Sunday Times.


Nelson Mandela and Muhammad Ali.


A private foundation started by the late Walmart mogul Sam Walton and his wife has contributed heavily to the Illinois State Charter School Commission and to two charter operators whose schools the state agency has blocked the Chicago Board of Education from closing over poor student performance, records obtained by the Chicago Sun-Times show. Even in the complex history of public education in Chicago, the situation involving the two charters, the Chicago Public Schools, the charter commission and the Arkansas-based Walton Family Foundation is unusual. Sun-Times.




Three recent surveys from highly rated polling firms (Marist College, Field and Public Policy Institute of California) show Bernie Sanders just 2 points behind Hillary Clinton in California. Clinton is ahead by double digits, however, in other polls, including one that has her up by 18 percentage points. It’s making for another confusing finish in a primary season that has already had plenty of them. And it’s an indication of how little we know about how Hispanic Democrats (and Asian-American Democrats) are voting this year.

Our polls-only model, taking all the various polls into account, gives Clinton a 5 percentage point lead, and translates that into a 86 percent chance of her winning California. Even though Clinton has led in every poll, that seems overconfident given the generally mixed track record of the polls in the Democratic primaries this year, and I’d happily take Sanders at the 6-to-1 odds the model offers. Nate Silver 




At least 33 cities across 17 US states have used water testing “cheats” that potentially conceal dangerous levels of lead, a Guardian investigation launched in the wake of the toxic water crisis in Flint, Michigan, has found.

Of these cities, 21 used the same water testing methods that prompted criminal charges against three government employees in Flint over their role in one of the worst public health disasters in US history.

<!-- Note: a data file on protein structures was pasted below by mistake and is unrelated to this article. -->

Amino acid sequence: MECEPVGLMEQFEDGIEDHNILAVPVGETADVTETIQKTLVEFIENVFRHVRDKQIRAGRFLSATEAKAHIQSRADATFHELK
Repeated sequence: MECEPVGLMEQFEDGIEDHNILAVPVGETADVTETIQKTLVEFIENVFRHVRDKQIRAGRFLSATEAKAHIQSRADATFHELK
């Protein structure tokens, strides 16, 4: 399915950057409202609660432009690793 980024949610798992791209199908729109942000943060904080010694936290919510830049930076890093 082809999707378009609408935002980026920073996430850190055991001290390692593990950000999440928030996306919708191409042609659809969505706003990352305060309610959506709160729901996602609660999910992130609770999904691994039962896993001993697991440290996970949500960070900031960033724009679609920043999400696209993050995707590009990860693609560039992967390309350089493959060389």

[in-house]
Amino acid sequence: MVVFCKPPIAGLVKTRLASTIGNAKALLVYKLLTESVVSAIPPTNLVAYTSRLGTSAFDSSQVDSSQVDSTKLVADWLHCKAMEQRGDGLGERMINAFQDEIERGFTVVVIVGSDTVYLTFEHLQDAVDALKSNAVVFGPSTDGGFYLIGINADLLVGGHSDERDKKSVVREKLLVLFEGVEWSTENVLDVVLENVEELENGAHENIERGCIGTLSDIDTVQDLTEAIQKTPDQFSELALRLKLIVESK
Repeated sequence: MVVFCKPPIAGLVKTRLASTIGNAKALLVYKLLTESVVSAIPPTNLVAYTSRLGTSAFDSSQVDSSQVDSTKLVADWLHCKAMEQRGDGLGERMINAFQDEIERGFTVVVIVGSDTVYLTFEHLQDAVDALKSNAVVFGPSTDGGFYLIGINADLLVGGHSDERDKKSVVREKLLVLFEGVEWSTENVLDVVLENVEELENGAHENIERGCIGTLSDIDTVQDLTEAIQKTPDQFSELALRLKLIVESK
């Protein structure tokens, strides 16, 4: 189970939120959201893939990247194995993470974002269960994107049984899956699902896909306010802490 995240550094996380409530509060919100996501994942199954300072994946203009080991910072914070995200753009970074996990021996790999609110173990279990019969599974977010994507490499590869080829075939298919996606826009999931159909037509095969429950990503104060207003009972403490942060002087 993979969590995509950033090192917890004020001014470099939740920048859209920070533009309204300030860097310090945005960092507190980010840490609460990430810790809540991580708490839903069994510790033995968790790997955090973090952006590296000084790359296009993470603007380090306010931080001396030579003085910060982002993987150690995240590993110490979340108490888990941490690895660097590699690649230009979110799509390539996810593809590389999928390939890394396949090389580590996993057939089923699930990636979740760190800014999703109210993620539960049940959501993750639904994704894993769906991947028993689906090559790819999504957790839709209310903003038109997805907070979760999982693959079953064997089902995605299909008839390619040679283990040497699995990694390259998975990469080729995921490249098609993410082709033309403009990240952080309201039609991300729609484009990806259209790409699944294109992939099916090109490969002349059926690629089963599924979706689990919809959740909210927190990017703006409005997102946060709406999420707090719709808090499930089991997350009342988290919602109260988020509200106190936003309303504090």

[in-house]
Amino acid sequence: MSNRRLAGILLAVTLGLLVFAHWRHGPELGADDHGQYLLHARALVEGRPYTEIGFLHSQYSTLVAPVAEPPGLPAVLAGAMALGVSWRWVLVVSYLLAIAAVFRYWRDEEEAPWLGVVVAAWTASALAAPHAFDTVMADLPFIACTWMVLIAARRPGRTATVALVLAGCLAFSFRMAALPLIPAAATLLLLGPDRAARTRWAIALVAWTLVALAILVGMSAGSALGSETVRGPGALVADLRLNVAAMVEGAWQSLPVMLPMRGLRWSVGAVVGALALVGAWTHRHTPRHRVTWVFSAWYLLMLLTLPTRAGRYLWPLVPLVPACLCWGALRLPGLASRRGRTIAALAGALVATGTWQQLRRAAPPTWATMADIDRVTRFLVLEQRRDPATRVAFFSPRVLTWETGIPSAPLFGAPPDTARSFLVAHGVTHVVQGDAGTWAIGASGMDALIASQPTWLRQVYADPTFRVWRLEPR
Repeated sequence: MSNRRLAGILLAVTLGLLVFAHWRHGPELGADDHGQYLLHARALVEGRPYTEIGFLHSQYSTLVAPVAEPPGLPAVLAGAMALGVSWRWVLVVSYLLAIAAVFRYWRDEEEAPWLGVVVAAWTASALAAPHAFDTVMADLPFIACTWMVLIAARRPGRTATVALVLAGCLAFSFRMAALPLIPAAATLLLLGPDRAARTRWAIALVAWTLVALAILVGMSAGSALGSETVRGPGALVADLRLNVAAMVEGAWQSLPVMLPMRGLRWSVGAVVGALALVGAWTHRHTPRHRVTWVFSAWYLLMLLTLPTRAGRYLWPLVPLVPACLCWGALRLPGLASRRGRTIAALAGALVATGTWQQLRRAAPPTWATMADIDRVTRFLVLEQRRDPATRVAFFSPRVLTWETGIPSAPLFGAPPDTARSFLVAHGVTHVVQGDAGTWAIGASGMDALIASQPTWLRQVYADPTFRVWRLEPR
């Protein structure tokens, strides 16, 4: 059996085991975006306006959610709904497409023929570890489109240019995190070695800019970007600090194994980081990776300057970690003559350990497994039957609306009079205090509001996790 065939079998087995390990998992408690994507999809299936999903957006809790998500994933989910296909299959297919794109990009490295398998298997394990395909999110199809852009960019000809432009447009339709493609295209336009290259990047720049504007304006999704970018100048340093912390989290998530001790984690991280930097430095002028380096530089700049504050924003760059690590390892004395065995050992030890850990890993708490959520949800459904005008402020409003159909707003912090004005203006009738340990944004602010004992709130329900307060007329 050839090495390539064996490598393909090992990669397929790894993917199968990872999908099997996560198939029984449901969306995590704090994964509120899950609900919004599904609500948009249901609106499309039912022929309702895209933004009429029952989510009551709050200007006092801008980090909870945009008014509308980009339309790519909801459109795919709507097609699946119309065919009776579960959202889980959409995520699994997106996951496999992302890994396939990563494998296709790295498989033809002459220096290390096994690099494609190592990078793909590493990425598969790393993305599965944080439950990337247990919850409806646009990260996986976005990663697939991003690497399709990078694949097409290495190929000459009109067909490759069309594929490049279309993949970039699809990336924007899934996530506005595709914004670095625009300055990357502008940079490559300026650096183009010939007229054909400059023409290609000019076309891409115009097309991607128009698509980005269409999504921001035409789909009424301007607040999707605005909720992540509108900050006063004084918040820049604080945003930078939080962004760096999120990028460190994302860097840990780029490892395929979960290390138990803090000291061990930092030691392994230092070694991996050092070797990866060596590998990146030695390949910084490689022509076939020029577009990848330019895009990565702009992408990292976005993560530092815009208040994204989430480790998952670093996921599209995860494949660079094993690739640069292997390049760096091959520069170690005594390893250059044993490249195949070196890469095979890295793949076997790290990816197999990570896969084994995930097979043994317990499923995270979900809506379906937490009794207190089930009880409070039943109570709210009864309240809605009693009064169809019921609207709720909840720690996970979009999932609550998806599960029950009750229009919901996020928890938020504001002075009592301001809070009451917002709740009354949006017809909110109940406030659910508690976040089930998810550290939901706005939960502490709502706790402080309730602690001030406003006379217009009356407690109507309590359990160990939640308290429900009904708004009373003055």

The crisis that gripped Flint is an extreme case where a cost-cutting decision to divert the city’s water supply to a polluted river was compounded by a poor testing regime and delays by environmental officials to respond to the health emergency.

The Guardian’s investigation demonstrates that similar testing regimes were in place in cities including Chicago, Boston, Philadelphia, Detroit and Milwaukee. The Guardian




Chicago Reporter

2 Replies to “Sunday Times.”

  1. Fred,
    What I do not understand is why a friend of a friend, a 27 year old guy, who went to trade school found a job that lets him work as many hours as he wants up to 14 hours a day 7 days a week because they cannot find folks to take the training and fill the jobs. This is a very well paying union job with benefits etc. nothing special here, just an honest hard working kid. Please ‘splain in light of the above statistics.

    1. I post a graph of data with a link to an entire article, the first in a series, that explains the history and current situation with Black unemployment in this city and you tell me the story (unsubstantiated) of ONE person and then ask me to explain it to you. Anonymous. With not even a return email. Well. Obviously it is because he is an honest, hard working kid and all those unable to find jobs since the so-called recovery are not. Isn’t that your point? Hey. Don’t let facts get in the way of your racism. It seems to work for you.

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